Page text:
Outside, the next day, Regina confides to her father that Cora is making her crazy. Instead of offering his daughter a way out, the elder Henry explains that Cora always wanted a certain kind of life and is just trying to secure it for Regina. Regina doesn't want it; she wants her own life. When she wonders how her mother got this way, Henry explains that years before, Cora met a man who introduced her to magic and gave her a grimoire. When Regina asks who, Henry says he doesn't know his name. "Cora won't even say it." So Cora it seems, might be the miller's daughter from our Rumpelstiltskin (no sic) tale. Nice.
Storybrooke, present. Gold's Shop. Gold catches Regina scouring his book collection in search of the grimoire and says, "The library is beneath the clock tower. You closed it, remember, when you still had power." Regina wants her mother's book. She needs to get back her son. Rumpy taunts her for needing mommy's help, and for needing the, "smell of the written word, to get the magic flowing again [...] Maybe if you relaxed, it would just happen." Regina says she doesn't have time. She needs a shortcut. Rumpy doesn't have time for this either and says, "Leave. Please." Regina is momentarily delighted when she realizes that now that the curse has been broken, Rumpy's please is no longer his magic word. When she rubs that in, Rumpy tries to brush it off because after all, jumpstarting her powers isn't in his best interest. Regina points out that it's also not in his best interest for the Storybrookers to learn that the Enchanted Forest still exists and that she and Rumpy are keeping that secret. She tries to open Rumpy's nearby suitcase. "You're up to something, and it doesn't involve going back home." Rumpy slams the case shut and magics up the grimoire, in a puff of purple smoke. "Careful, dearie. These are straight up spells. Rough on the system." Grabbing the book, Regina replies that she doesn't care if they turn her green. She's getting her son back. Rumpy chuckles. "Oh, my. [...] Holding that... I told you once you didn't look like her. Now? Now I can see it." Regina sneers at him, but her eyes fill with tears. She slams out of the shop and into commercial.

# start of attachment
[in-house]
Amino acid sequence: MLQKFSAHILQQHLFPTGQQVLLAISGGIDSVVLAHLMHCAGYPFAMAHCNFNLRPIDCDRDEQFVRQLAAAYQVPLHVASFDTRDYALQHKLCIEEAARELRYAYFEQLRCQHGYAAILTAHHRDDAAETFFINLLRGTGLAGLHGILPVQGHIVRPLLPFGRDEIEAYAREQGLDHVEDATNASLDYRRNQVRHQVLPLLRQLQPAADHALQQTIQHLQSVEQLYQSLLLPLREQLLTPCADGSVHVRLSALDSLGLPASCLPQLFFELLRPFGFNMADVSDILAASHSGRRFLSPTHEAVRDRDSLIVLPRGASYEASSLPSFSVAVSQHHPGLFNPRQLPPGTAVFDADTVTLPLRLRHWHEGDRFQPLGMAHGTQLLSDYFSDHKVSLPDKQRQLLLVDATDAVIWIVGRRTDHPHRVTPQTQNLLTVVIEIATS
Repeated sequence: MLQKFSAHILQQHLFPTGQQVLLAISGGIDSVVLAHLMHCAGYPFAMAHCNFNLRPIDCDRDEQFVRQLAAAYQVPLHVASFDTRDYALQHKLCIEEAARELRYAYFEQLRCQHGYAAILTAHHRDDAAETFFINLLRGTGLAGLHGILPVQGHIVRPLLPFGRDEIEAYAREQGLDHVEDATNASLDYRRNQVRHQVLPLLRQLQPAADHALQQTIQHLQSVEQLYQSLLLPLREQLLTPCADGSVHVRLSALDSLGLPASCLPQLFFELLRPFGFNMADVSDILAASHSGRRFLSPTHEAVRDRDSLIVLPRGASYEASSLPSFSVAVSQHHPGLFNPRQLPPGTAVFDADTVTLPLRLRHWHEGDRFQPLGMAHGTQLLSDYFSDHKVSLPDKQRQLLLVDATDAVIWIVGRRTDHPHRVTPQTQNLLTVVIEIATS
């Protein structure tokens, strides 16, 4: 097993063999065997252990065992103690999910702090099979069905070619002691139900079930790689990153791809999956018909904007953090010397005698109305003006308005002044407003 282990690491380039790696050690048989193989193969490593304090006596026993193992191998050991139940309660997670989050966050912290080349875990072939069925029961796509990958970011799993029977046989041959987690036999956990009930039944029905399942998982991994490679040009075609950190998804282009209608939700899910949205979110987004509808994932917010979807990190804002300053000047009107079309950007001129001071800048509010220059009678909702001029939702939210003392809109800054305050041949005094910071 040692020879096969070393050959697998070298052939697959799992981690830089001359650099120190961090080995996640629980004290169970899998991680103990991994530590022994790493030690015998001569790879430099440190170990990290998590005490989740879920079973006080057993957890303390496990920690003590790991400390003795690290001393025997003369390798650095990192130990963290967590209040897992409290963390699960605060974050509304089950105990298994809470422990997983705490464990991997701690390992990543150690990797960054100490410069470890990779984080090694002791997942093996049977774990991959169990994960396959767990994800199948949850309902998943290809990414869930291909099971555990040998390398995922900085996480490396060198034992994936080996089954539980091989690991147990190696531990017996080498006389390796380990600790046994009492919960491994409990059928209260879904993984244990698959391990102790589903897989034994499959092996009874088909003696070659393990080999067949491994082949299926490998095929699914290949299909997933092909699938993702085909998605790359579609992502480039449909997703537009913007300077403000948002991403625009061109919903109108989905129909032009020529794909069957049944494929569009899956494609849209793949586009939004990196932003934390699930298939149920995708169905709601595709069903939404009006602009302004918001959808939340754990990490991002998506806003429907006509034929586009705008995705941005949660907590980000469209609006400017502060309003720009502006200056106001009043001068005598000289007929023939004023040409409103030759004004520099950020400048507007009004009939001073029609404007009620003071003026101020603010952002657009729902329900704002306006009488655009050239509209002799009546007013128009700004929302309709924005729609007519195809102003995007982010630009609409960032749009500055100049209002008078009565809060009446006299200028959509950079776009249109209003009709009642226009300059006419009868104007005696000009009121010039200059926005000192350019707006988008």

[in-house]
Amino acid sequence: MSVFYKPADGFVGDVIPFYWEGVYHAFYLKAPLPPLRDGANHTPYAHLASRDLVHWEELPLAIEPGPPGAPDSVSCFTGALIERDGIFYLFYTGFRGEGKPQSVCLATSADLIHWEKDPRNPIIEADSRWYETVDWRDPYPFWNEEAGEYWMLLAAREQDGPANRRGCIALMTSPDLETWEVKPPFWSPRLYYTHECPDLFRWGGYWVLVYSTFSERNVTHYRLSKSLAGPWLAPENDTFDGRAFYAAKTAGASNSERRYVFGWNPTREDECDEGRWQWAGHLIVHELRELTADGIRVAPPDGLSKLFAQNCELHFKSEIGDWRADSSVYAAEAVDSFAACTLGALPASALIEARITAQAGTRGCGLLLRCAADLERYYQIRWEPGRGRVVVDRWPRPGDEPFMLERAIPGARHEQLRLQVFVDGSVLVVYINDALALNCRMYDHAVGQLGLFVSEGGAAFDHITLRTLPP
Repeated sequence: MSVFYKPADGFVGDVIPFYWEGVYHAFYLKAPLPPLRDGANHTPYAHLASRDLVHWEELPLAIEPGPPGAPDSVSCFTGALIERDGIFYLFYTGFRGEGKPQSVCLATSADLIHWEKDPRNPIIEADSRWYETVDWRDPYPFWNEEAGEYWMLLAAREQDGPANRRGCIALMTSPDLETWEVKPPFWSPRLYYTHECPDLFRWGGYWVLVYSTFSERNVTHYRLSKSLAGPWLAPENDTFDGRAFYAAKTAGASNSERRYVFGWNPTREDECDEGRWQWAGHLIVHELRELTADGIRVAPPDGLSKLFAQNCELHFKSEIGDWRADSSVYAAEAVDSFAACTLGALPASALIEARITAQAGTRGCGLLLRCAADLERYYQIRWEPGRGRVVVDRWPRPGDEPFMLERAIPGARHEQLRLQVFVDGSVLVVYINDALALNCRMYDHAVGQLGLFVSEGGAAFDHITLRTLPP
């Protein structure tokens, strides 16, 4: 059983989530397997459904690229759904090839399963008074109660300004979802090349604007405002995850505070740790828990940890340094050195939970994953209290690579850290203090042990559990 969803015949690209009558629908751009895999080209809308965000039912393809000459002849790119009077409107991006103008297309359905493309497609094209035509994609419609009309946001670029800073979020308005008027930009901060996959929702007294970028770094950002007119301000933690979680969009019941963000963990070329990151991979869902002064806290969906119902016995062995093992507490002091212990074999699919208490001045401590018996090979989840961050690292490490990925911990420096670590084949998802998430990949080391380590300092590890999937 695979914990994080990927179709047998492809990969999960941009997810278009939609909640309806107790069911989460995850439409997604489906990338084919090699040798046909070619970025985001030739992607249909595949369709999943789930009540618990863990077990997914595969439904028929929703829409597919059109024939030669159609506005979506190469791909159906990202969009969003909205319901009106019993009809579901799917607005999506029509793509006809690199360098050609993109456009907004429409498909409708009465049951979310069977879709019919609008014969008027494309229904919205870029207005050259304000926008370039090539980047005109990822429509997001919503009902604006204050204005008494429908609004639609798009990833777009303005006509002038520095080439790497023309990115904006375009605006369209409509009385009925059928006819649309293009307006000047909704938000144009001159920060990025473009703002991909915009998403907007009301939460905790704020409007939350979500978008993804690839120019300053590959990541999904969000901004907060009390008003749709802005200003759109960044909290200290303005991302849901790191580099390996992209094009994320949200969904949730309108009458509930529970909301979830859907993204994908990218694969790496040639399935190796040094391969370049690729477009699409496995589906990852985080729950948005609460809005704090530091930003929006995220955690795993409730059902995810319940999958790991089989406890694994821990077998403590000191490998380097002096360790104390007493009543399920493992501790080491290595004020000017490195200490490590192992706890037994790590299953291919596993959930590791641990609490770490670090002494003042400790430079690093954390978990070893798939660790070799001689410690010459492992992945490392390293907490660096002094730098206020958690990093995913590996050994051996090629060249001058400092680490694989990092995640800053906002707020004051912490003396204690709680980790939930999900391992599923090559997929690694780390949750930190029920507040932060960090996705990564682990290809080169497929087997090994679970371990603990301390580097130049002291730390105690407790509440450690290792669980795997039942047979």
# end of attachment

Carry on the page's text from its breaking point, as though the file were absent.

Sidebar: Lana Parrilla and Roberty Carlyle are the dream team, are they not? They bring everything to every scene and leave me breathless. Of course the writing deserves credit too, but that these two miserable wretches sometimes have me rooting for them, or at least understanding their deplorable acts -- it just blows my mind. They have such chemistry, too. Okay, gush over. I just feel every single word and glance between them, right in my gut.